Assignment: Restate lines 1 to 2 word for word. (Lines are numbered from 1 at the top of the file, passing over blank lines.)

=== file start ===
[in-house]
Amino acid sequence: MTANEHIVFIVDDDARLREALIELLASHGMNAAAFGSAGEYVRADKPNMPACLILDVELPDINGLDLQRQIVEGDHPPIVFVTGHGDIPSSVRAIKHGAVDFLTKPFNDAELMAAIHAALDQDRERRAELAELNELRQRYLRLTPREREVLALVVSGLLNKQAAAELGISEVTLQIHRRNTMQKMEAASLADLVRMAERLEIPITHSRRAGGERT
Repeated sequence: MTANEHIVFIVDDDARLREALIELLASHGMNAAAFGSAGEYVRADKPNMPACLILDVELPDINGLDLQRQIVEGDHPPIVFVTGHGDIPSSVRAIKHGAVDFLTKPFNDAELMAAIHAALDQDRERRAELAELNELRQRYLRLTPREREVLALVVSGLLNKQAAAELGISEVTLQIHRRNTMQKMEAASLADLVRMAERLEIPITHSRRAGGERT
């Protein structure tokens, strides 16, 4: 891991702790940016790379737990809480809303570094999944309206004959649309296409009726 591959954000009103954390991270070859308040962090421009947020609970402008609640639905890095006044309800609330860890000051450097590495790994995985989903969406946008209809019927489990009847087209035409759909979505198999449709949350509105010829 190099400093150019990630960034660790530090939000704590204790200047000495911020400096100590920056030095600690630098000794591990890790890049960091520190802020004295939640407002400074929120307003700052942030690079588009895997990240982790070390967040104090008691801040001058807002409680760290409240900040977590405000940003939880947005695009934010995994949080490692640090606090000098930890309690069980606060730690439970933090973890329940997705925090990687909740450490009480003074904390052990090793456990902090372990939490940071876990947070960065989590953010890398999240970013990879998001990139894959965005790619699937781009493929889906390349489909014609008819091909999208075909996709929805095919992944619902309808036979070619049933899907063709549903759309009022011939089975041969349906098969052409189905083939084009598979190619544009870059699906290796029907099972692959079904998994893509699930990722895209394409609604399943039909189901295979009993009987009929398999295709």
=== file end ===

[in-house]
Amino acid sequence: MTANEHIVFIVDDDARLREALIELLASHGMNAAAFGSAGEYVRADKPNMPACLILDVELPDINGLDLQRQIVEGDHPPIVFVTGHGDIPSSVRAIKHGAVDFLTKPFNDAELMAAIHAALDQDRERRAELAELNELRQRYLRLTPREREVLALVVSGLLNKQAAAELGISEVTLQIHRRNTMQKMEAASLADLVRMAERLEIPITHSRRAGGERT